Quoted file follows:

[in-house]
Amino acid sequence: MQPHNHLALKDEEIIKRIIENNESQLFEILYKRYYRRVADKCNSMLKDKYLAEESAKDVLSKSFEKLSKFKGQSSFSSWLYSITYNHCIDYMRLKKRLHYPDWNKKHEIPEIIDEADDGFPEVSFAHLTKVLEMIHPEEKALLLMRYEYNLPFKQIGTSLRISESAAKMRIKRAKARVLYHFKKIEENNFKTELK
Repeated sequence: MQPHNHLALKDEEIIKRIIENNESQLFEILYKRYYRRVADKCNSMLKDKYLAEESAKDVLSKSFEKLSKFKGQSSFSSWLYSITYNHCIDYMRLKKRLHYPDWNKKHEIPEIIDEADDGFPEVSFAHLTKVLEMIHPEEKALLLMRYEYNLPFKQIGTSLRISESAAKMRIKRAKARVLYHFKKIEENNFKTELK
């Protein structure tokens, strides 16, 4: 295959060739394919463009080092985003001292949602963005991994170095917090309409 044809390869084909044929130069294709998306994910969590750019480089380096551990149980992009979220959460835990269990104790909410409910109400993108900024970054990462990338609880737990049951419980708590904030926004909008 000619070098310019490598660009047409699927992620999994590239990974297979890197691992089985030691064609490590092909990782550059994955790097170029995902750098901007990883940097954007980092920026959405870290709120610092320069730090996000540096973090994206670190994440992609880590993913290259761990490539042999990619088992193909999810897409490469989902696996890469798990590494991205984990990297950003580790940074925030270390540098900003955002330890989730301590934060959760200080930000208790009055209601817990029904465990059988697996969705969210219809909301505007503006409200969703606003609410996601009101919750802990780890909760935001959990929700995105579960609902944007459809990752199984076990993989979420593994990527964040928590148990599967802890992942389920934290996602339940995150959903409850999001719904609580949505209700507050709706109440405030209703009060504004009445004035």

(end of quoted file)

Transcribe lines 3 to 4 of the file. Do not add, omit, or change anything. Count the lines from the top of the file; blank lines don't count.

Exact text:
Repeated sequence: MQPHNHLALKDEEIIKRIIENNESQLFEILYKRYYRRVADKCNSMLKDKYLAEESAKDVLSKSFEKLSKFKGQSSFSSWLYSITYNHCIDYMRLKKRLHYPDWNKKHEIPEIIDEADDGFPEVSFAHLTKVLEMIHPEEKALLLMRYEYNLPFKQIGTSLRISESAAKMRIKRAKARVLYHFKKIEENNFKTELK
């Protein structure tokens, strides 16, 4: 295959060739394919463009080092985003001292949602963005991994170095917090309409 044809390869084909044929130069294709998306994910969590750019480089380096551990149980992009979220959460835990269990104790909410409910109400993108900024970054990462990338609880737990049951419980708590904030926004909008 000619070098310019490598660009047409699927992620999994590239990974297979890197691992089985030691064609490590092909990782550059994955790097170029995902750098901007990883940097954007980092920026959405870290709120610092320069730090996000540096973090994206670190994440992609880590993913290259761990490539042999990619088992193909999810897409490469989902696996890469798990590494991205984990990297950003580790940074925030270390540098900003955002330890989730301590934060959760200080930000208790009055209601817990029904465990059988697996969705969210219809909301505007503006409200969703606003609410996601009101919750802990780890909760935001959990929700995105579960609902944007459809990752199984076990993989979420593994990527964040928590148990599967802890992942389920934290996602339940995150959903409850999001719904609580949505209700507050709706109440405030209703009060504004009445004035």